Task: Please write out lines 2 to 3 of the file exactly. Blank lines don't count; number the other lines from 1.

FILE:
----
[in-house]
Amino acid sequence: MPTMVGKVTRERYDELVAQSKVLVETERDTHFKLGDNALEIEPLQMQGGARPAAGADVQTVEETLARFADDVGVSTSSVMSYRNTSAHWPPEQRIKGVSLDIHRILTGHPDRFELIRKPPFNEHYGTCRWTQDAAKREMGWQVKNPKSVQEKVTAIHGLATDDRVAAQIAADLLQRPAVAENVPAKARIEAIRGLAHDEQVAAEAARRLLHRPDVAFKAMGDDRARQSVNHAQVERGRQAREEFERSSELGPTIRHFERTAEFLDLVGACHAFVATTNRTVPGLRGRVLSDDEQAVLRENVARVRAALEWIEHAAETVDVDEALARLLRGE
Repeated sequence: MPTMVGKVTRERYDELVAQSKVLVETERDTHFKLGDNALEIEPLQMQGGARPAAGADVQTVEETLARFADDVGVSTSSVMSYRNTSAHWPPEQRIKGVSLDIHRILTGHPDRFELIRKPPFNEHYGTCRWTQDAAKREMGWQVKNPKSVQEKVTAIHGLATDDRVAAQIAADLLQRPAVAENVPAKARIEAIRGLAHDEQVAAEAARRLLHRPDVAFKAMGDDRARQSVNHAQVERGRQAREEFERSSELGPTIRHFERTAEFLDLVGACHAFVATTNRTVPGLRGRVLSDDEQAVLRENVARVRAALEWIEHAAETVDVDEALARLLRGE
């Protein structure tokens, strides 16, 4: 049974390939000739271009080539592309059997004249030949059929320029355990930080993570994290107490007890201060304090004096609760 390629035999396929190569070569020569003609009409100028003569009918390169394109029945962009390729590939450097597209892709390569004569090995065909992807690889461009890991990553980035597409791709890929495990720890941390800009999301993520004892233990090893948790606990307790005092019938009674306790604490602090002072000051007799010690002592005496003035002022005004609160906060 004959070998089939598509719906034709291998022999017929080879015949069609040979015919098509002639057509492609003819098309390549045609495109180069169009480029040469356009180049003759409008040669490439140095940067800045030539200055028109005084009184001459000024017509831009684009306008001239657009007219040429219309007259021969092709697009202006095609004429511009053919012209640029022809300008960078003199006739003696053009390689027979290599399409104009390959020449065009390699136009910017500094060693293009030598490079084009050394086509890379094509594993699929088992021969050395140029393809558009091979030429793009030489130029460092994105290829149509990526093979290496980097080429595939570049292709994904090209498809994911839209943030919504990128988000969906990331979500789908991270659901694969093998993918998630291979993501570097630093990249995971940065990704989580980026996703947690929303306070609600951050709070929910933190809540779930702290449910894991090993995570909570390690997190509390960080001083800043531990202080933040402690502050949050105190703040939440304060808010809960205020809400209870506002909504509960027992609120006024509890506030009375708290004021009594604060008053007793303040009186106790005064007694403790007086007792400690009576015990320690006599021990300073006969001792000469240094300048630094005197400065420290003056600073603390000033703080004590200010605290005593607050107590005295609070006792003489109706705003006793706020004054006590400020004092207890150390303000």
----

Amino acid sequence: MPTMVGKVTRERYDELVAQSKVLVETERDTHFKLGDNALEIEPLQMQGGARPAAGADVQTVEETLARFADDVGVSTSSVMSYRNTSAHWPPEQRIKGVSLDIHRILTGHPDRFELIRKPPFNEHYGTCRWTQDAAKREMGWQVKNPKSVQEKVTAIHGLATDDRVAAQIAADLLQRPAVAENVPAKARIEAIRGLAHDEQVAAEAARRLLHRPDVAFKAMGDDRARQSVNHAQVERGRQAREEFERSSELGPTIRHFERTAEFLDLVGACHAFVATTNRTVPGLRGRVLSDDEQAVLRENVARVRAALEWIEHAAETVDVDEALARLLRGE
Repeated sequence: MPTMVGKVTRERYDELVAQSKVLVETERDTHFKLGDNALEIEPLQMQGGARPAAGADVQTVEETLARFADDVGVSTSSVMSYRNTSAHWPPEQRIKGVSLDIHRILTGHPDRFELIRKPPFNEHYGTCRWTQDAAKREMGWQVKNPKSVQEKVTAIHGLATDDRVAAQIAADLLQRPAVAENVPAKARIEAIRGLAHDEQVAAEAARRLLHRPDVAFKAMGDDRARQSVNHAQVERGRQAREEFERSSELGPTIRHFERTAEFLDLVGACHAFVATTNRTVPGLRGRVLSDDEQAVLRENVARVRAALEWIEHAAETVDVDEALARLLRGE